The End of Spam?

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Want to make a million dollars without leaving your house or invest in a new Nigerian start-up? Or maybe you just want to opt out of the seemingly inescapable maelstrom of the millions of automated spam messages that inundate the inboxes of Americans every month? If you favor the latter option, you may be in luck: Spam and junk mail appear to be on the decline.

According to Symantec, the largest maker of security software for computers, global spam levels have been dropping since late August before falling sharply in December, around Christmas.

What caused the drop? Nobody knows for sure, but Symantec's Eric Park offered a potential answer on the companies Connect blog: the degradation of the automated bots that circulate most of the world's spam. "According to MessageLabs, there was a huge reduction in output from the Rustock botnet, which was by far the most dominant spam botnet in 2010," Park wrote. "Since December 25, the Rustock botnet has basically disappeared as the amount of spam from it has fallen below 0.5% of worldwide spam. In addition to the decline in the Rustock botnet activity, MessageLabs also pointed out that two other major botnets disappeared off of the spam map. The Lethic botnet has been quiet since December 28, and the Xarvester botnet went silent on December 31."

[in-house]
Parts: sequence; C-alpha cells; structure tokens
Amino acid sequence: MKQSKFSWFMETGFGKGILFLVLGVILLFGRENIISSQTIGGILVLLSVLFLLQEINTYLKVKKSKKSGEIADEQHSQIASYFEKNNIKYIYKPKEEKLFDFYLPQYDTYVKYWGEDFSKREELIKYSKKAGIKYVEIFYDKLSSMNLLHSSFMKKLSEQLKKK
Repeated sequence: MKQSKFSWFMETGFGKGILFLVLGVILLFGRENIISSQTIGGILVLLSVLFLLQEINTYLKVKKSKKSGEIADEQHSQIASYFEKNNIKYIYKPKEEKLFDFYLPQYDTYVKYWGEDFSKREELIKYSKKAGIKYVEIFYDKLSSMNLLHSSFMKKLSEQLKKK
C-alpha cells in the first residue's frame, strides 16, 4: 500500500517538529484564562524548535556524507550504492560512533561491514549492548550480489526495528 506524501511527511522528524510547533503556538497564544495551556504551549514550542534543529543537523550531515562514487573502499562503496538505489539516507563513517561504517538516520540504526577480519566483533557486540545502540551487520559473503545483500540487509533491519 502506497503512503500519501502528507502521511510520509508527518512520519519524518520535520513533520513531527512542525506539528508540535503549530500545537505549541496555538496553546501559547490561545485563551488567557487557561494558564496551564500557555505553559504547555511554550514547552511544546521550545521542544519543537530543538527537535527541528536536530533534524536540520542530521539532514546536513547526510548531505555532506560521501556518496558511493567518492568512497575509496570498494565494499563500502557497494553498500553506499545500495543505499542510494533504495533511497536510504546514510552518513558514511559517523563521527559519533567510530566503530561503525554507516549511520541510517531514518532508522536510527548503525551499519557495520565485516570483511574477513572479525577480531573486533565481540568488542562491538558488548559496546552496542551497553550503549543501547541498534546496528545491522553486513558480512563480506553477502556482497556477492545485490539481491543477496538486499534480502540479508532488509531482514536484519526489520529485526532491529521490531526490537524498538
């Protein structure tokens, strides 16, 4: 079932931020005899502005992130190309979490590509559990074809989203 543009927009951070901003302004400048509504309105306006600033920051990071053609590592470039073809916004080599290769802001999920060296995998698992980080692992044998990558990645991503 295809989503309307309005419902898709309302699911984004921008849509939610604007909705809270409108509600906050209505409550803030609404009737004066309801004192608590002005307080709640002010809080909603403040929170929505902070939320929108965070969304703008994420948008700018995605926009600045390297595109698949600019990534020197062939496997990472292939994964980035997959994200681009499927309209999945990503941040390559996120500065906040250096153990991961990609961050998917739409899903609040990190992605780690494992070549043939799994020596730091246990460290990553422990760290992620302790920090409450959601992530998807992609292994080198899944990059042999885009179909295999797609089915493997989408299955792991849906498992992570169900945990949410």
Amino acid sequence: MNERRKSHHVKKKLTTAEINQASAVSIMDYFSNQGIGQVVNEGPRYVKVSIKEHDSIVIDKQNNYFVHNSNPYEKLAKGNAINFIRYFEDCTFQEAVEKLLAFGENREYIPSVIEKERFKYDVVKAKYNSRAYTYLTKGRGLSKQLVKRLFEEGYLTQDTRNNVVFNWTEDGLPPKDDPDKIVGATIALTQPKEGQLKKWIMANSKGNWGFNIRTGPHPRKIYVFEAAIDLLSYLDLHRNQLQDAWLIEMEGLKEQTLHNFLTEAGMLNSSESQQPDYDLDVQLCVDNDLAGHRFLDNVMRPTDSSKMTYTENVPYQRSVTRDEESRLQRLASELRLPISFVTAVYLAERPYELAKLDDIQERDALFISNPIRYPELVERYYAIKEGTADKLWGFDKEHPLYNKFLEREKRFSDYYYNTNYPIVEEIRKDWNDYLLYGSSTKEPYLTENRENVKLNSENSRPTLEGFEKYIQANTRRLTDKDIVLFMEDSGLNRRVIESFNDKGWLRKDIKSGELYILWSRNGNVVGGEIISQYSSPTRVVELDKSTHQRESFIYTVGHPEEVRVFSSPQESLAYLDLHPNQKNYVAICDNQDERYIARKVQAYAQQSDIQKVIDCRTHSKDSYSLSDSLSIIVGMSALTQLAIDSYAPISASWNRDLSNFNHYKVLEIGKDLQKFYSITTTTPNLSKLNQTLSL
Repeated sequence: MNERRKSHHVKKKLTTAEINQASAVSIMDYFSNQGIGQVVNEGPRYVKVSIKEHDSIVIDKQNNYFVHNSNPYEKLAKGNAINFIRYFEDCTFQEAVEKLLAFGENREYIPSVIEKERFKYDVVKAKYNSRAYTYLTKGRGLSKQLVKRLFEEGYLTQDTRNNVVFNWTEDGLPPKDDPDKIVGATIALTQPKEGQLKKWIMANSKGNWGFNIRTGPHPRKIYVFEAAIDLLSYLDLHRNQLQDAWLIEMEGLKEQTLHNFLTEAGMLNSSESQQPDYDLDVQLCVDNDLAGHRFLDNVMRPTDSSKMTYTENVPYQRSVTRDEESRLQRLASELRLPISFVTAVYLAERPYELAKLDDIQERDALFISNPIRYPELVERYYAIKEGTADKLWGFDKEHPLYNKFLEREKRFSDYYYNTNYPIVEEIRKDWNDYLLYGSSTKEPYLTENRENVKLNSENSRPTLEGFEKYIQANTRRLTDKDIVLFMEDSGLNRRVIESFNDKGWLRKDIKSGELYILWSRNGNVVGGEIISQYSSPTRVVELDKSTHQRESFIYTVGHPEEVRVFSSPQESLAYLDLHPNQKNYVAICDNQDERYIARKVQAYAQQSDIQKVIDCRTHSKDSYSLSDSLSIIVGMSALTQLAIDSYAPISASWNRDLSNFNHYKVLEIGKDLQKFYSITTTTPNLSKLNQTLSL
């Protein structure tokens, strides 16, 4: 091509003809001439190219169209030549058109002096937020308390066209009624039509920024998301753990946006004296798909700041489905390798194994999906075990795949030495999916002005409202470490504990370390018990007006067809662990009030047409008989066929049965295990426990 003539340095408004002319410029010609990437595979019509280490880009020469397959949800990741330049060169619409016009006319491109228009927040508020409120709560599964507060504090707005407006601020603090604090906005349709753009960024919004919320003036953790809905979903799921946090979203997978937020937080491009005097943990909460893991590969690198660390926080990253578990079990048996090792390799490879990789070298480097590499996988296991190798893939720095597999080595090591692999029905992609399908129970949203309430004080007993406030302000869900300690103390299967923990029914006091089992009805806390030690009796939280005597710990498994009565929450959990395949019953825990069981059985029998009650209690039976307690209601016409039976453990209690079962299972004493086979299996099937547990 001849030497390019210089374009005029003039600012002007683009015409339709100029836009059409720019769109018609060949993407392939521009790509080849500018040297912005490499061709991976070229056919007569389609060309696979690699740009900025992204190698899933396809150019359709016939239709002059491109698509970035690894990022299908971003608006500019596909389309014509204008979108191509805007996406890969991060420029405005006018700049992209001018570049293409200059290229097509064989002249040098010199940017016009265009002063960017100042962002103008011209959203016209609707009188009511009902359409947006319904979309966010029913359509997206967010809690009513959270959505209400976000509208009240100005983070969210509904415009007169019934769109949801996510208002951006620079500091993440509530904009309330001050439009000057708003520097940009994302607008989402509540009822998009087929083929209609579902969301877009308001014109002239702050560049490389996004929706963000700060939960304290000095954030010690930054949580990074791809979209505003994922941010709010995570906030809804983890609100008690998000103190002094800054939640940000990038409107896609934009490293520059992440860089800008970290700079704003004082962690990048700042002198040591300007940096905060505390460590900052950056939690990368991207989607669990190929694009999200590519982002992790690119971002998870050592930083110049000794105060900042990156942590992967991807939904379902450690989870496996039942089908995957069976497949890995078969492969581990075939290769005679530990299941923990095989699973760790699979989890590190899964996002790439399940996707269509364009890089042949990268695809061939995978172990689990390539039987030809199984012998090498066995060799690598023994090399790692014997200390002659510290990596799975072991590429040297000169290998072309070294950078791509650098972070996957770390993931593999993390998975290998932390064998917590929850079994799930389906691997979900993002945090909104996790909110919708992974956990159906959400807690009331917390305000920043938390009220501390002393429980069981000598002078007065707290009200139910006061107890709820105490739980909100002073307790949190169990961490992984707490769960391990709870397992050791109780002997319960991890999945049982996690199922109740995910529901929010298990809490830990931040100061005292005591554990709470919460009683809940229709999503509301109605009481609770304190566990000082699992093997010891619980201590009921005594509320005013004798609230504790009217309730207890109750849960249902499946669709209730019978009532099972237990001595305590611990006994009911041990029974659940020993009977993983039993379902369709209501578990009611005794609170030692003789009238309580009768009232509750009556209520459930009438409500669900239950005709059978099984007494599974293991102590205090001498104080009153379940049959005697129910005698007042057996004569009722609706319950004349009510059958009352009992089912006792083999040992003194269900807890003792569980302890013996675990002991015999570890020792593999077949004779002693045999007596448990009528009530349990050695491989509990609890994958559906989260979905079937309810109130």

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Jared Keller is a former associate editor for The Atlantic and The Atlantic Wire and has also written for Lapham's Quarterly's Deja Vu blog, National Journal's The Hotline, Boston's Weekly Dig, and Preservation magazine. 

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